Two bystanders captured Gray's arrest with video recordings, showing Gray, apparently in pain, being dragged into a police van by officers. A bystander with connections to Gray stated that the officers were previously "folding" Gray—with one officer bending Gray's legs backwards, and another holding Gray down by pressing a knee into Gray's neck, subsequent to which most witnesses contemporaneously commented that he "couldn't walk" [16], "can't use his legs" [17], and "his leg look broke and you all dragging him like that"[18] Another witness told the Baltimore Sun that they had witnessed Gray being beaten with batons.[5][19]

According to the police timeline, Gray was placed in a transport van within 11 minutes of his arrest, and within 30 minutes, paramedics were summoned to take Gray to a hospital.[20] The van made four confirmed stops while Gray was detained. At 8:46 a.m., Gray was unloaded in order to be placed in leg irons because police said he was "irate." A later stop, recorded by a private security camera, shows the van stopped at a grocery store. At 8:59 a.m., a second prisoner was placed in the vehicle while officers checked on Gray's condition. In the official police report, officer Miller stated that “during transport to Western District via wagon transport, the defendant suffered a medical emergency and was immediately transported to Shock Trauma via Medic.”[21] [5][22]He was taken to the University of Maryland R Adams Cowley Shock Trauma Center in a coma.[23]

The media has suggested the possibility of a so-called "rough ride"—where a handcuffed prisoner is placed without a seatbelt in an erratically driven vehicle—as a contributing factor in Gray's injury.[24][25]

In the following week, according to the Gray family attorney, Gray suffered from total cardiopulmonary arrest at least once but was resuscitated without ever regaining consciousness. He remained in a coma, and underwent extensive surgery in an effort to save his life.[26] According to his family, he lapsed into a coma with three fractured vertebrae, injuries to his "voice box", and his spine "80% severed" at his neck. Police confirmed that the spinal injury led to Gray’s death.[3][4] The attorney also disputed the claim that Gray had been in possession of a switchblade, and stated that it was actually a "pocketknife of legal size".[27] He died on April 19, 2015, a week after his arrest.[14]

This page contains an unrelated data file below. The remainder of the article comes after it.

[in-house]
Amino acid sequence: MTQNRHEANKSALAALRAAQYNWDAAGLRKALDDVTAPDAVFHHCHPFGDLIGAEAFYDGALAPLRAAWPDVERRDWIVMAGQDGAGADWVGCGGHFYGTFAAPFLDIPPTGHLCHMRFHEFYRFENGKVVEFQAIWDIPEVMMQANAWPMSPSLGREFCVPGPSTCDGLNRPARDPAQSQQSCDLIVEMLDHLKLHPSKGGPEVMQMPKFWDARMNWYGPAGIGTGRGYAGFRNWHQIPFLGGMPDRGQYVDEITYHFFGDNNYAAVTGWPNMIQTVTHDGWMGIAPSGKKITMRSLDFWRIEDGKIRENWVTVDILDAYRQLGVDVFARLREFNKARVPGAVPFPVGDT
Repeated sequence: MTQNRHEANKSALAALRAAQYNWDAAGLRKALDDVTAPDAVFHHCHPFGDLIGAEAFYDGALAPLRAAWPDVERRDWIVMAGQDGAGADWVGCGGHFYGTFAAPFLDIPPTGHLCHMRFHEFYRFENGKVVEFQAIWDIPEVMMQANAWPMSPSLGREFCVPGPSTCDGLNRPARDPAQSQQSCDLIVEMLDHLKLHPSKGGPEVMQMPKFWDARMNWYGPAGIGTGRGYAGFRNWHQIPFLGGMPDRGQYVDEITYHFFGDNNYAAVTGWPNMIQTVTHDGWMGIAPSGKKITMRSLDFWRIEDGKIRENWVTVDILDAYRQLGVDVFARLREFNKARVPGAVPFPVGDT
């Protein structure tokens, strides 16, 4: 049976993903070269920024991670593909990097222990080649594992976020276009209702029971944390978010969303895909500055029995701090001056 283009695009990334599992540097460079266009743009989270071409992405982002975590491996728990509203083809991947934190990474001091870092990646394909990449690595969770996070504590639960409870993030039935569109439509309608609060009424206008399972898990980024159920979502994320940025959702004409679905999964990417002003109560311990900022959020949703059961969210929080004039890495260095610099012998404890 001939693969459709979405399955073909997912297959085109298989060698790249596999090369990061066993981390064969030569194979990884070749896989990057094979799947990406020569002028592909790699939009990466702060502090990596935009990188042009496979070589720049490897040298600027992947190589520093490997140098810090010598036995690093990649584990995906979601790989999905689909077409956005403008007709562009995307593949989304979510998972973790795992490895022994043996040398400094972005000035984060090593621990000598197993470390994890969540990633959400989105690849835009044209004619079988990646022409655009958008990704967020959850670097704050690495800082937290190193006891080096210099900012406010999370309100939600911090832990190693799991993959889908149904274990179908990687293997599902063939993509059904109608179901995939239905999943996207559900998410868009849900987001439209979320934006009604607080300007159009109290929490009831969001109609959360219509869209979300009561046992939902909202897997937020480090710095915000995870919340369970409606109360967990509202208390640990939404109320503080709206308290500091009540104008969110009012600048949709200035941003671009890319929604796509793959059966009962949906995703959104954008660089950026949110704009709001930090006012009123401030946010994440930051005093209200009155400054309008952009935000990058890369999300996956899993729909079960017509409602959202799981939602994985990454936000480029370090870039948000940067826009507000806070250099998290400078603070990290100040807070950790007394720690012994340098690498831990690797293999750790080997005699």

The Baltimore Police Department suspended six officers with pay pending an investigation of Gray's death.[14] The six officers involved in the arrest were identified as Lieutenant Brian Rice, 41 (18 years on the force), Sergeant Alicia White, 30 (5 years on the force), Officer William Porter, 25 (5 years on the force), Officer Garrett Miller, 26 (3 years on the force), Officer Edward Nero, 29 (3 years on force), and Officer Caesar Goodson, 45 (16 years on the force).[28] On April 24, 2015, Police Commissioner Anthony Batts said, "We know our police employees failed to get him medical attention in a timely manner multiple times."[6] Batts also acknowledged police did not follow procedure when they failed to buckle Gray in the van while he was being transported to the police station.[6] The U.S. Department of Justice also opened an investigation into the case.[29]

On April 30, 2015, Kevin Moore, the man who filmed Gray's arrest, was arrested at gunpoint following "harassment and intimidation" by police. Moore stated to have cooperated with police and gave over his video of Gray's arrest for investigation. He claimed, despite aiding in the investigation, his photo was made public by police for further questioning.[30] Moore was later released from custody, but two other individuals who were arrested along with Moore remained in custody.[31] The same day, medical examiners reported Gray sustained more injuries as a result of him slamming into the inside of the transport van, "apparently breaking his neck; a head injury he sustained matches a bolt in the back of the van". [7]


On May 1, 2015, the Baltimore State's Attorney's office ruled that Freddie Gray's death was a homicide, and that they had probable cause to file criminal charges against the six officers involved. Marilyn Mosby, the state's attorney for Baltimore City, said that the Baltimore police had acted illegally and that "No crime had been committed" (by Freddie Gray).[32] Mosby said that Gray "suffered a critical neck injury as a result of being handcuffed, shackled by his feet and unrestrained inside the BPD wagon."[33][34] Mosby said officers had "failed to establish probable cause for Mr. Gray’s arrest, as no crime had been committed,”[35] and charged officers with false imprisonment, because Gray was carrying a pocket knife of legal size, and not the switchblade police claimed he had possessed at the time of his arrest.[15]